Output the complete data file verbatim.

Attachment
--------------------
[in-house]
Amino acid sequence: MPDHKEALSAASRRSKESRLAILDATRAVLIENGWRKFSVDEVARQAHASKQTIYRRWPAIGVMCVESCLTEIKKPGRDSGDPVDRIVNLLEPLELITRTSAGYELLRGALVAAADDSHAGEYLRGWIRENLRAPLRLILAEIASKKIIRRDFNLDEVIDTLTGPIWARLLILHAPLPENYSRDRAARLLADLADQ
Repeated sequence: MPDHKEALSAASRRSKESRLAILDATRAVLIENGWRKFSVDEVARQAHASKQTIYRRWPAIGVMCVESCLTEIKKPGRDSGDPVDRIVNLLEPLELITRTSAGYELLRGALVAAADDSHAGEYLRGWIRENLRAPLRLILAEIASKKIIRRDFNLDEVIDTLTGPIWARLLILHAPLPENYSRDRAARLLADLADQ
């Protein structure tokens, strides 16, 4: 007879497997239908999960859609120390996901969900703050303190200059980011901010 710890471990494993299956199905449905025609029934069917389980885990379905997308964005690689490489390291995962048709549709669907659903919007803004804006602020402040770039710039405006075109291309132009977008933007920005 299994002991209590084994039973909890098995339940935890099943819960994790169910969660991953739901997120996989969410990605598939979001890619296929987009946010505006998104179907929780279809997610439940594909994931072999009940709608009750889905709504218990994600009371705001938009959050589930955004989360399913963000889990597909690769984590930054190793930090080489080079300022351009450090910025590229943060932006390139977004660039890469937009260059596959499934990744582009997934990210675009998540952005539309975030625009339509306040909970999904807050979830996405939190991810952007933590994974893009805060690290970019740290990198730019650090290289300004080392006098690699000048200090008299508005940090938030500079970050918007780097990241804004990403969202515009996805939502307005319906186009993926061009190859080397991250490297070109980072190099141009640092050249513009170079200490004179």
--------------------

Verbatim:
[in-house]
Amino acid sequence: MPDHKEALSAASRRSKESRLAILDATRAVLIENGWRKFSVDEVARQAHASKQTIYRRWPAIGVMCVESCLTEIKKPGRDSGDPVDRIVNLLEPLELITRTSAGYELLRGALVAAADDSHAGEYLRGWIRENLRAPLRLILAEIASKKIIRRDFNLDEVIDTLTGPIWARLLILHAPLPENYSRDRAARLLADLADQ
Repeated sequence: MPDHKEALSAASRRSKESRLAILDATRAVLIENGWRKFSVDEVARQAHASKQTIYRRWPAIGVMCVESCLTEIKKPGRDSGDPVDRIVNLLEPLELITRTSAGYELLRGALVAAADDSHAGEYLRGWIRENLRAPLRLILAEIASKKIIRRDFNLDEVIDTLTGPIWARLLILHAPLPENYSRDRAARLLADLADQ
């Protein structure tokens, strides 16, 4: 007879497997239908999960859609120390996901969900703050303190200059980011901010 710890471990494993299956199905449905025609029934069917389980885990379905997308964005690689490489390291995962048709549709669907659903919007803004804006602020402040770039710039405006075109291309132009977008933007920005 299994002991209590084994039973909890098995339940935890099943819960994790169910969660991953739901997120996989969410990605598939979001890619296929987009946010505006998104179907929780279809997610439940594909994931072999009940709608009750889905709504218990994600009371705001938009959050589930955004989360399913963000889990597909690769984590930054190793930090080489080079300022351009450090910025590229943060932006390139977004660039890469937009260059596959499934990744582009997934990210675009998540952005539309975030625009339509306040909970999904807050979830996405939190991810952007933590994974893009805060690290970019740290990198730019650090290289300004080392006098690699000048200090008299508005940090938030500079970050918007780097990241804004990403969202515009996805939502307005319906186009993926061009190859080397991250490297070109980072190099141009640092050249513009170079200490004179």